16DRM Biology Y11 - proteins When folding goes wrong Cells have a mechanism of checking and disposing of misfolded proteins. When this mechanism fails, cells accumulate misfolded proteins causing brain degeneration (as in Alzheimer’s disease). When this mechanism fails, cells accumulate misfolded proteins causing brain degeneration (as in Alzheimer’s disease). Sometimes, certain “naughty” proteins called prions act as infectious agents causing severe brain damage, as in spongy encephalopathies such as Creutzeld-Jacob disease in humans, scrapie in sheep, or BSE (mad cow disease). So knowing how a protein folds is crucial to understand its functions and discover drugs to cure or prevent diseases. So knowing how a protein folds is crucial to understand its functions and discover drugs to cure or prevent diseases.
DRM Biology Y11 - proteins17 Prions: normal and abnormal normal abnormal
18DRM Biology Y11 - proteins Scientists have already determined the functions of many proteins using a variety of methods. For example, they can determine: How big a protein is How big a protein is Where it's located in an organism or even inside a cell Where it's located in an organism or even inside a cell Whether it interacts with DNA, RNA, nucleotides, membranes, or other proteins Whether it interacts with DNA, RNA, nucleotides, membranes, or other proteins Whether it's changed by the cell after being made Whether it's changed by the cell after being made Whether it can change other proteins by modifying them or breaking them into pieces Whether it can change other proteins by modifying them or breaking them into pieces
19DRM Biology Y11 - proteins What disrupts normal structure? Proteins are sensitive to several environmental factors that may destroy the interactions between the R groups of aminoacids, causing a change in shape as the tertiary structure is now broken. This process is called DENATURATION. The most important factors are: pH pH Temperature Temperature Presence of heavy metals or high concentrations of salts Presence of heavy metals or high concentrations of salts
DRM Biology Y11 - proteins20 Structure is adapted to function Different parts of our cells and our body require different types of proteins, so the protein’s shape will determine its function. Basically, proteins can be either GLOBULAR or FIBROUS. Examples are keratin, collagen and silk. FIBROUS proteins are very strong and flexible, with polypeptide chains arranged in parallel helices, they form part of structures like cartilage, hair and nails, they are reactive with acids, they are insoluble in water, they are made by a few repeated amino acids, they show predominance of secondary structure, and they are not easily affected by temperature or pH. Examples are keratin, collagen and silk. Examples are enzymes, haemoglobin, blood plasma proteins, etc. GLOBULAR proteins are spherical in shape, are easily affected by pH or temperature, are made by several different kinds of amino acids, they are soluble in water, and show predominance of tertiary structure. Examples are enzymes, haemoglobin, blood plasma proteins, etc.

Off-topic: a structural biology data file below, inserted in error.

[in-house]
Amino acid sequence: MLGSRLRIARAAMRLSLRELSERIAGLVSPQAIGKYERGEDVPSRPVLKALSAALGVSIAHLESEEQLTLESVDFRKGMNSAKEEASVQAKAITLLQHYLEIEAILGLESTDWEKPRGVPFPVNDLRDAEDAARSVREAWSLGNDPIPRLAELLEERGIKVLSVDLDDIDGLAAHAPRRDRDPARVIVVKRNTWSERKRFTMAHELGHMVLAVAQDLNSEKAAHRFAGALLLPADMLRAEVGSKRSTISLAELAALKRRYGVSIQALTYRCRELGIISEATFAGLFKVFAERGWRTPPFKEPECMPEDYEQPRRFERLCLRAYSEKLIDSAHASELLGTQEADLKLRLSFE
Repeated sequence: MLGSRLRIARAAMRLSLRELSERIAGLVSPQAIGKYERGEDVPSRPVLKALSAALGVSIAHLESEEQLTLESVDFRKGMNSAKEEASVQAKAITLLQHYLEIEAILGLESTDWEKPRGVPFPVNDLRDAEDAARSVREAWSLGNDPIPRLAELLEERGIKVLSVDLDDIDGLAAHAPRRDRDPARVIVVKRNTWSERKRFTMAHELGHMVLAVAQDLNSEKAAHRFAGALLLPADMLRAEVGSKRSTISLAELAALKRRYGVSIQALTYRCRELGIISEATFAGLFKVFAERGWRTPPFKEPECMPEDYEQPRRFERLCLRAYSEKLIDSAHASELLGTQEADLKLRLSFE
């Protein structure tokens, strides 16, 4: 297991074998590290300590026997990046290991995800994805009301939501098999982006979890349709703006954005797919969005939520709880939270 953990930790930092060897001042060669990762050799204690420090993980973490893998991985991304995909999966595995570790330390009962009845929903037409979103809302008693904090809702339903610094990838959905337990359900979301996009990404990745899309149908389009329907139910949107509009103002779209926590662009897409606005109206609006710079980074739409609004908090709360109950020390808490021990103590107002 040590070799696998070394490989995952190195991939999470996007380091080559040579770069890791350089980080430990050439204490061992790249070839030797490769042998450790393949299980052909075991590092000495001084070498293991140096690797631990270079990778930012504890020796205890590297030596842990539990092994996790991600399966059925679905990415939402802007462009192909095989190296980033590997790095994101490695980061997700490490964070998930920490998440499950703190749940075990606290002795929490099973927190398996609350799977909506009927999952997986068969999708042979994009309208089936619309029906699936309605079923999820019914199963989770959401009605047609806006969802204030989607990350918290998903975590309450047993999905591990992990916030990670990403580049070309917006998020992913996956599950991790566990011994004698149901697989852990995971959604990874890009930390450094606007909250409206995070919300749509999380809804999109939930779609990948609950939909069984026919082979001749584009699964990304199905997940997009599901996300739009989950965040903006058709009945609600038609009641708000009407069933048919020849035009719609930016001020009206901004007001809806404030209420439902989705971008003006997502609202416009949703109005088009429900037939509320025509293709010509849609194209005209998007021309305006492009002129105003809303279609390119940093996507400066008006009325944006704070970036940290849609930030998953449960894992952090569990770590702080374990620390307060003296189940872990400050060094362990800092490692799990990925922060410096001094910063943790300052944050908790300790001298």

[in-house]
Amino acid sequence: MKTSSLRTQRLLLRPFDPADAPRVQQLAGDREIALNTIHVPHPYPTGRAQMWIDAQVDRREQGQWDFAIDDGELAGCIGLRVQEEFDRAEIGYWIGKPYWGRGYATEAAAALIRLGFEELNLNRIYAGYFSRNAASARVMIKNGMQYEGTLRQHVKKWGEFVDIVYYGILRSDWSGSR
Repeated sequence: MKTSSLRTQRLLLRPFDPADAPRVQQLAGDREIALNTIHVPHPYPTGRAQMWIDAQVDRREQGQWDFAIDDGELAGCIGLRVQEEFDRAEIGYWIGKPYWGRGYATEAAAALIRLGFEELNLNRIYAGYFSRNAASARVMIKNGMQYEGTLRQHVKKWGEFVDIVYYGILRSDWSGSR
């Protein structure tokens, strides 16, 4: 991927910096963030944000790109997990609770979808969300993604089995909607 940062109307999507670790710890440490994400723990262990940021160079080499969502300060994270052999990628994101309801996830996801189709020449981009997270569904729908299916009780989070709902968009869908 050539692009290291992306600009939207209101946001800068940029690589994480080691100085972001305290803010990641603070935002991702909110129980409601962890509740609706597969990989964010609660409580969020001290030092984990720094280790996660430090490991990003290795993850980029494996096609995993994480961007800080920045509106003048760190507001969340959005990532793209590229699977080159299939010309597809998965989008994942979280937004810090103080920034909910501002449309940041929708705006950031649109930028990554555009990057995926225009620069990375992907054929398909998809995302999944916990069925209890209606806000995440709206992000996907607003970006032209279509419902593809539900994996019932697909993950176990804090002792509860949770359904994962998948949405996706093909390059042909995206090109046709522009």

DRM Biology Y11 - proteins21 So what are proteins for? Proteins are essential macromolecules that have several functions in a cell and in a body. It’s not just “for growth and repair”! Some are: Antibodies (defense) Contractile (muscle, cytoskeleton) Enzymes Hormones Storage Transport Structural (hair, nails, silk, membrane proteins) Cell signalling (cell-cell communication) Cell self-recognition (cell’s ID) Osmotic and pH balance Receptors Pathogen-host interaction (viruses infect cells through proteins on cell membranes)
DRM Biology Y11 - proteins22
23DRM Biology Y11 - proteins Protein deficiency There are two types of this illness, each with separate signs of protein deficiency to watch for. In both, the signs of protein deficiency are clear and recognizable. The first kind is called Marasmus. This kind is a form of near starvation and is less common in the western world. It occurs most frequently in the third world in infants who are given diluted baby formula. The indicators of this kind of malnutrition are: Weight loss, fatigue and exhaustion, loss of natural fat stores (like the flesh around the bottom), muscle wastage, and susceptibility to illness and infection due to a poorly functioning immune system. The other kind of this type of malnutrition is called Kwashiorkor. It is common in cases where the affected person has a diet that is very low in protein, but high in carbohydrates. The indicators include: muscle wastage, fluid retention, and the liver becoming enlarged and fatty. In the western world, people most at risk for this dangerous condition are strict vegans and people suffering from anorexia or athletic anorexia.